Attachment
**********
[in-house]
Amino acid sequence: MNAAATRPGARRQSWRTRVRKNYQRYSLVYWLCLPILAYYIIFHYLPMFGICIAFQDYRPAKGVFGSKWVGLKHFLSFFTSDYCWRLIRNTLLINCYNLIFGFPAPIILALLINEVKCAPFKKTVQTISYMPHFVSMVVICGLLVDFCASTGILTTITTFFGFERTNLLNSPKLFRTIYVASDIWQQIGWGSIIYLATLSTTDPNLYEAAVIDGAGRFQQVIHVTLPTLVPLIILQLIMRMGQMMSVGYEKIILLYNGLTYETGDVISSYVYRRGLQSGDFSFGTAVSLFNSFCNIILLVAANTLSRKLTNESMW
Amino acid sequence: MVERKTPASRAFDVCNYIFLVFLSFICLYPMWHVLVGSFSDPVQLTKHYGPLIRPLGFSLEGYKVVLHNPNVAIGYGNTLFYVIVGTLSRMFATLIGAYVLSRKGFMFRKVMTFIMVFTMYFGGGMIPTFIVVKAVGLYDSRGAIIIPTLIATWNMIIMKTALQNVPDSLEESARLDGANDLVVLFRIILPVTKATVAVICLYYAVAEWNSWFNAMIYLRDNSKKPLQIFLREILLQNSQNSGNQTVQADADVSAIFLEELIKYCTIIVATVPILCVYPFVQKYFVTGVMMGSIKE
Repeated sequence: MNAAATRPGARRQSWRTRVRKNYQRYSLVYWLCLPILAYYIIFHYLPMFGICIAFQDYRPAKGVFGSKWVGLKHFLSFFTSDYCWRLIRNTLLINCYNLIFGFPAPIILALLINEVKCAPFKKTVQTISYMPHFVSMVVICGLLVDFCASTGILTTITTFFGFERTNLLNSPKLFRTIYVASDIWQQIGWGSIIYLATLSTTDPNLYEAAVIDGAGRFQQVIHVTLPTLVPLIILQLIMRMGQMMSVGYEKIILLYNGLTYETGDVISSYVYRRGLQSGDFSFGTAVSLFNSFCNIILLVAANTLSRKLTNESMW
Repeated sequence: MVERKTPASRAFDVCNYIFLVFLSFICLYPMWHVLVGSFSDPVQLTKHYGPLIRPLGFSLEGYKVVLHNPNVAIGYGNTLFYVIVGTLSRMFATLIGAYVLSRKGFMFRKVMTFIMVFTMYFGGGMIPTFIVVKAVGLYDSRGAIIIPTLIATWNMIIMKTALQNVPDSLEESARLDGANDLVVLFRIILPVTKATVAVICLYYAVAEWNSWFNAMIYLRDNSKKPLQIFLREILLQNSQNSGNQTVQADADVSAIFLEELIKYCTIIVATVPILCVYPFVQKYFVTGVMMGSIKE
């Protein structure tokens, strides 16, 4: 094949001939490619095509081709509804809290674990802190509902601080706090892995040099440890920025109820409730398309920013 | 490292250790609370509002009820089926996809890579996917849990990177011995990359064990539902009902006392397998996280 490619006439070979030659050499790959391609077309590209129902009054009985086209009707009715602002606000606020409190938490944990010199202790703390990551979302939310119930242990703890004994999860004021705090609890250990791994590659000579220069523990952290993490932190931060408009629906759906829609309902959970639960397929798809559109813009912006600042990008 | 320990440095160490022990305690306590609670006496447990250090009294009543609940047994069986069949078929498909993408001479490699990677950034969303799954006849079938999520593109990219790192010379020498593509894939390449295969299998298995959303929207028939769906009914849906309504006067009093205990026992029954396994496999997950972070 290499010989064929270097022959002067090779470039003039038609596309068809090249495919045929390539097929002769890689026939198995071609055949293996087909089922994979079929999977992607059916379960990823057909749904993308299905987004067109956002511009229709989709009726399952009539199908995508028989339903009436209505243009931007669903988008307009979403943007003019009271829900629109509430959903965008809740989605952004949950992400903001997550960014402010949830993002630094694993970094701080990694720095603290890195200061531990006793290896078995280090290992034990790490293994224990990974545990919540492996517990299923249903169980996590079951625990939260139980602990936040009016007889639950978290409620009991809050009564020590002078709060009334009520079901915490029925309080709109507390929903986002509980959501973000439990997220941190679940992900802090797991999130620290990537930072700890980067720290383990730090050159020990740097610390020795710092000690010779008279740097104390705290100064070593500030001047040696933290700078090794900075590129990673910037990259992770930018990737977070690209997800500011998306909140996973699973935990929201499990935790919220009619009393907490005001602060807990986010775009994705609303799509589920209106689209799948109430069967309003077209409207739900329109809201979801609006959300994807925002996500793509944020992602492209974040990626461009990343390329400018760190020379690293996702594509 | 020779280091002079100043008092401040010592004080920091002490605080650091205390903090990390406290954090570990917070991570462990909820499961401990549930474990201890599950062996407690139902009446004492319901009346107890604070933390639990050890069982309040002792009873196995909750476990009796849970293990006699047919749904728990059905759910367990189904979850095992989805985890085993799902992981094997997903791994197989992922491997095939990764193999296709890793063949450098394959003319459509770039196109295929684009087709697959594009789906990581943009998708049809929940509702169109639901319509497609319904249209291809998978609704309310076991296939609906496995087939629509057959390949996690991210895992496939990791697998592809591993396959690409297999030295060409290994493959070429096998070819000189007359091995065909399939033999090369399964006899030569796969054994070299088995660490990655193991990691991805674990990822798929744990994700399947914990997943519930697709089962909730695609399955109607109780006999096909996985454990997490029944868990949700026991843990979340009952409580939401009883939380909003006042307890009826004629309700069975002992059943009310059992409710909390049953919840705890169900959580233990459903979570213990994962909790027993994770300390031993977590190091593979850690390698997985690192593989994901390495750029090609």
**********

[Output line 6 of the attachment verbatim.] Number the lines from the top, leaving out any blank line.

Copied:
């Protein structure tokens, strides 16, 4: 094949001939490619095509081709509804809290674990802190509902601080706090892995040099440890920025109820409730398309920013 | 490292250790609370509002009820089926996809890579996917849990990177011995990359064990539902009902006392397998996280 490619006439070979030659050499790959391609077309590209129902009054009985086209009707009715602002606000606020409190938490944990010199202790703390990551979302939310119930242990703890004994999860004021705090609890250990791994590659000579220069523990952290993490932190931060408009629906759906829609309902959970639960397929798809559109813009912006600042990008 | 320990440095160490022990305690306590609670006496447990250090009294009543609940047994069986069949078929498909993408001479490699990677950034969303799954006849079938999520593109990219790192010379020498593509894939390449295969299998298995959303929207028939769906009914849906309504006067009093205990026992029954396994496999997950972070 290499010989064929270097022959002067090779470039003039038609596309068809090249495919045929390539097929002769890689026939198995071609055949293996087909089922994979079929999977992607059916379960990823057909749904993308299905987004067109956002511009229709989709009726399952009539199908995508028989339903009436209505243009931007669903988008307009979403943007003019009271829900629109509430959903965008809740989605952004949950992400903001997550960014402010949830993002630094694993970094701080990694720095603290890195200061531990006793290896078995280090290992034990790490293994224990990974545990919540492996517990299923249903169980996590079951625990939260139980602990936040009016007889639950978290409620009991809050009564020590002078709060009334009520079901915490029925309080709109507390929903986002509980959501973000439990997220941190679940992900802090797991999130620290990537930072700890980067720290383990730090050159020990740097610390020795710092000690010779008279740097104390705290100064070593500030001047040696933290700078090794900075590129990673910037990259992770930018990737977070690209997800500011998306909140996973699973935990929201499990935790919220009619009393907490005001602060807990986010775009994705609303799509589920209106689209799948109430069967309003077209409207739900329109809201979801609006959300994807925002996500793509944020992602492209974040990626461009990343390329400018760190020379690293996702594509 | 020779280091002079100043008092401040010592004080920091002490605080650091205390903090990390406290954090570990917070991570462990909820499961401990549930474990201890599950062996407690139902009446004492319901009346107890604070933390639990050890069982309040002792009873196995909750476990009796849970293990006699047919749904728990059905759910367990189904979850095992989805985890085993799902992981094997997903791994197989992922491997095939990764193999296709890793063949450098394959003319459509770039196109295929684009087709697959594009789906990581943009998708049809929940509702169109639901319509497609319904249209291809998978609704309310076991296939609906496995087939629509057959390949996690991210895992496939990791697998592809591993396959690409297999030295060409290994493959070429096998070819000189007359091995065909399939033999090369399964006899030569796969054994070299088995660490990655193991990691991805674990990822798929744990994700399947914990997943519930697709089962909730695609399955109607109780006999096909996985454990997490029944868990949700026991843990979340009952409580939401009883939380909003006042307890009826004629309700069975002992059943009310059992409710909390049953919840705890169900959580233990459903979570213990994962909790027993994770300390031993977590190091593979850690390698997985690192593989994901390495750029090609």